But he was not done.
Immediately upon his retirement, he was head-hunted by the Council for Scientific and Industrial Research to become the “architect and intellectual driver” of its research programmes. His last academic brainchild was a rating system for researchers based on the quality and impact of their research assessed by international peers. It transformed South African university/museum research from a relatively mundane, idiosyncratic, project-driven exercise into an internationally renowned, globally competitive individual/innovation-driven activity. Ultimately, Jack’s “baby” evolved into the National Research Foundation Rating System.
UCT uses its large contingent of highly NRF-rated researchers to attract funding for research and promote its status as world-class research university.
1973 was Day’s penultimate year as HOD and, by that time, his power had been eroded, largely by polymath Prof. Alec Brown. The Fitztitute’s new director Roy Siegfried (a former Day acolyte and, now like Brown, a ‘traitor’) was in the process of transforming the Fitztitute from an effective colonial outpost for bird natural history into a modern centre of avian biology.
As an M.Sc. graduate fresh out of the University of Chicago (where things were much more egalitarian) and an uitlander, I was baffled by the UCT ‘ethos’. My initial meeting with Siegfried (“the boss”) was formal and intimidating. I had walked up the hill to campus through the bush that still remained and discovered a dead Helmeted Guineafowl – my Ph.D.’s ‘study animal’. I cut off its head for subsequent anatomical examination.
Siegfried (then 38) greeted me challengingly by asking: “How many guineafowl have you seen so far?” My reply was to show him the severed head, saying “Just one.” This moment set the tenor of our relationship for the next 25 years. In general, older (>45) post-grad supervisors at UCT kept their distance from, and dominance over, postgrads.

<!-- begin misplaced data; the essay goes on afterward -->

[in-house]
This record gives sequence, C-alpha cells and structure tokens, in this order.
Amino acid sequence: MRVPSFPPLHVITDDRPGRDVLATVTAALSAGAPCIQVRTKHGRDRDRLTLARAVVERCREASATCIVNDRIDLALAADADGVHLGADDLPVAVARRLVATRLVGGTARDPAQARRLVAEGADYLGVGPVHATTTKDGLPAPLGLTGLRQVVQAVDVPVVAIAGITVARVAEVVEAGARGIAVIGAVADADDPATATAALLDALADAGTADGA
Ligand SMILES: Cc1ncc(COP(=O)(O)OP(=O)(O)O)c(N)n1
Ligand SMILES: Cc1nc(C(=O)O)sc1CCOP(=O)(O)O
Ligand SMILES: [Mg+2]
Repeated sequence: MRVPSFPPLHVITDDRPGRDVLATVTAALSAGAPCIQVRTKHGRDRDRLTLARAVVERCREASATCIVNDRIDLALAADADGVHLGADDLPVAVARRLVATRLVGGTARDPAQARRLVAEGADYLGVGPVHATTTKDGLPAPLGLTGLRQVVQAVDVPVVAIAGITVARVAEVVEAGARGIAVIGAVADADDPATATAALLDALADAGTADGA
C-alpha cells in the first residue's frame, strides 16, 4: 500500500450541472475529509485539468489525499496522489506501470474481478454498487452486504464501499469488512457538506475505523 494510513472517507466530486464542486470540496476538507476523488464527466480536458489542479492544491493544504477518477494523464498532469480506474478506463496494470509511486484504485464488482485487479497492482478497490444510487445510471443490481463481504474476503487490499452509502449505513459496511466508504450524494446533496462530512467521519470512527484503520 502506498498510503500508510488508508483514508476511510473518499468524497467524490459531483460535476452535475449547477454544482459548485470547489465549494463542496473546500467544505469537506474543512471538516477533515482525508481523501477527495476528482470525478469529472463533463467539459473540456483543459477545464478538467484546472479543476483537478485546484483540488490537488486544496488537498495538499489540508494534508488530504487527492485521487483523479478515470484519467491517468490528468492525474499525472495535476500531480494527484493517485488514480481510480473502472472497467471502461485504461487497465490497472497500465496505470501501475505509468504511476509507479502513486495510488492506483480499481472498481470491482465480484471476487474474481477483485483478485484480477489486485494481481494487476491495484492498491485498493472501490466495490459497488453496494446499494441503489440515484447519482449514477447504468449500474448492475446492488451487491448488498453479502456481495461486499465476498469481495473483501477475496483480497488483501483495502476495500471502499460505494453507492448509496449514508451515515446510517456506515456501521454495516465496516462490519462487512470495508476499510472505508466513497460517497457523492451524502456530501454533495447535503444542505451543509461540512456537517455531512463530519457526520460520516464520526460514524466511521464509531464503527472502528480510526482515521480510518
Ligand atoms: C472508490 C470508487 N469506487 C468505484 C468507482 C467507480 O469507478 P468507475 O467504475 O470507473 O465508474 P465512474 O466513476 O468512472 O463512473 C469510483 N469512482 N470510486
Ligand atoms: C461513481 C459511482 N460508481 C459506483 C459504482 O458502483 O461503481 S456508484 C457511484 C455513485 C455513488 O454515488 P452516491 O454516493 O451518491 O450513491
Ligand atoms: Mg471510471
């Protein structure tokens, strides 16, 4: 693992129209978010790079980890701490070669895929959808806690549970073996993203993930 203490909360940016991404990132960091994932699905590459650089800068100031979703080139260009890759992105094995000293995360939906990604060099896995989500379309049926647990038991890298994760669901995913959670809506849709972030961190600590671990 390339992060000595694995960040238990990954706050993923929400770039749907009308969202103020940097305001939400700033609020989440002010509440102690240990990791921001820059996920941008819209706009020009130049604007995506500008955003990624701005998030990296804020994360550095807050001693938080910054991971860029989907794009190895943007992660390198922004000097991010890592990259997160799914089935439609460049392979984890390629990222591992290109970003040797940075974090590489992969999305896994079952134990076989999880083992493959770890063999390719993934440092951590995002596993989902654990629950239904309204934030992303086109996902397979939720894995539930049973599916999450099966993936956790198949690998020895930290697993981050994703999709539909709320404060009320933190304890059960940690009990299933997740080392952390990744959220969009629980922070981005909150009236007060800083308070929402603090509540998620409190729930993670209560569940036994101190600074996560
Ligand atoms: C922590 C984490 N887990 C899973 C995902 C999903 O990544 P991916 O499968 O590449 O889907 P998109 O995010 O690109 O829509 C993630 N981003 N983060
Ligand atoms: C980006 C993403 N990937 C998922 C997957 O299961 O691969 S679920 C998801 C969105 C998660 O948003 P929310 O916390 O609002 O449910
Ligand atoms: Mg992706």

After completing my Ph.D. field work in 1976, I took up a junior lecturer’s post at the Fitztitute. My first clash with the UCT ‘system’ came when an examiner of my Ph.D. dissertation complained that it was comprised of already-published manuscripts in inconsistent journal format – violating normal protocol. Dean Jack de Wet summoned me to his office and I expected a ‘hiding’. In fact, he shook my hand and told the examiner to go to hell because: “That’s what my graduates are supposed to do!”
The latter half of the 70s saw enormous changes in the Science Faculty. Headships became rotational. Brilliant young academics began to be promoted to associate professor (de facto professor) and established independent research programmes. Biochemistry, conspicuously, remained Prof. Claus von Holdt’s (a former U-boat commander) fiefdom.
The end of the decade saw the ascendency of Stuart Saunders (first as Deputy VC) to the vice chancellorship and the end of Apartheid at UCT.
This unauthorized distillation is biased towards events in UCT’s Faculties of Science and Health Sciences. The major sources are: Zoology Prof. Alec Brown’s Centennial history of the Zoology Department, University of Cape Town, 1903–2003: A personal memoir, University of Cape Town at 150: Reflections edited by Alan Lennox-Short and David Welsh, my and Prof. Roy Siegfried’s as yet unfinished Genesis and Development of the Percy FitzPatrick Institute of African Ornithology Prof./Dr Stuart Saunders’ Vice-Chancellor on a Tightrope and C.L. ‘Kit’ Vaughan’s On the Shoulders of Oldenburg: a Biography of the Academic Rating System in South Africa.